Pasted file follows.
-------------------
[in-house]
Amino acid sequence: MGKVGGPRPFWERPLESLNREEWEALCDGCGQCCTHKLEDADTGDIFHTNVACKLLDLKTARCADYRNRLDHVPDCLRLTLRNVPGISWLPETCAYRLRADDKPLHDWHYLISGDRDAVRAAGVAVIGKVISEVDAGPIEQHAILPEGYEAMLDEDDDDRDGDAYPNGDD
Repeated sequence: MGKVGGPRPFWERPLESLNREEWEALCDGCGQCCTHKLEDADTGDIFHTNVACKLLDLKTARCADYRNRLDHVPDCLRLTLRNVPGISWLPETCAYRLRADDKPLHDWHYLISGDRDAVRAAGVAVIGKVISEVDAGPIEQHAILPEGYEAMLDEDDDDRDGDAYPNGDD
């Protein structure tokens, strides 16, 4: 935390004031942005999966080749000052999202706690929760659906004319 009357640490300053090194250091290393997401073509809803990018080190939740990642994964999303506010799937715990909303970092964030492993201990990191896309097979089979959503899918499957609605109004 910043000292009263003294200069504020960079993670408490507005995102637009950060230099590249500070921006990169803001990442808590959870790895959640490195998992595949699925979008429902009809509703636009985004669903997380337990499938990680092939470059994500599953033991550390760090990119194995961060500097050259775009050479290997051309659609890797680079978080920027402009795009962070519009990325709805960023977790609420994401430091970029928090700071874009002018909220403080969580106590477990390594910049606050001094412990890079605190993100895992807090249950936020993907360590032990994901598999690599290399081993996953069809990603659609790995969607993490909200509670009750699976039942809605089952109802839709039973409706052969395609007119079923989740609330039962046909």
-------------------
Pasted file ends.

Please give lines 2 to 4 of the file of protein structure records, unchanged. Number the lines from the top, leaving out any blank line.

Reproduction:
Amino acid sequence: MGKVGGPRPFWERPLESLNREEWEALCDGCGQCCTHKLEDADTGDIFHTNVACKLLDLKTARCADYRNRLDHVPDCLRLTLRNVPGISWLPETCAYRLRADDKPLHDWHYLISGDRDAVRAAGVAVIGKVISEVDAGPIEQHAILPEGYEAMLDEDDDDRDGDAYPNGDD
Repeated sequence: MGKVGGPRPFWERPLESLNREEWEALCDGCGQCCTHKLEDADTGDIFHTNVACKLLDLKTARCADYRNRLDHVPDCLRLTLRNVPGISWLPETCAYRLRADDKPLHDWHYLISGDRDAVRAAGVAVIGKVISEVDAGPIEQHAILPEGYEAMLDEDDDDRDGDAYPNGDD
């Protein structure tokens, strides 16, 4: 935390004031942005999966080749000052999202706690929760659906004319 009357640490300053090194250091290393997401073509809803990018080190939740990642994964999303506010799937715990909303970092964030492993201990990191896309097979089979959503899918499957609605109004 910043000292009263003294200069504020960079993670408490507005995102637009950060230099590249500070921006990169803001990442808590959870790895959640490195998992595949699925979008429902009809509703636009985004669903997380337990499938990680092939470059994500599953033991550390760090990119194995961060500097050259775009050479290997051309659609890797680079978080920027402009795009962070519009990325709805960023977790609420994401430091970029928090700071874009002018909220403080969580106590477990390594910049606050001094412990890079605190993100895992807090249950936020993907360590032990994901598999690599290399081993996953069809990603659609790995969607993490909200509670009750699976039942809605089952109802839709039973409706052969395609007119079923989740609330039962046909």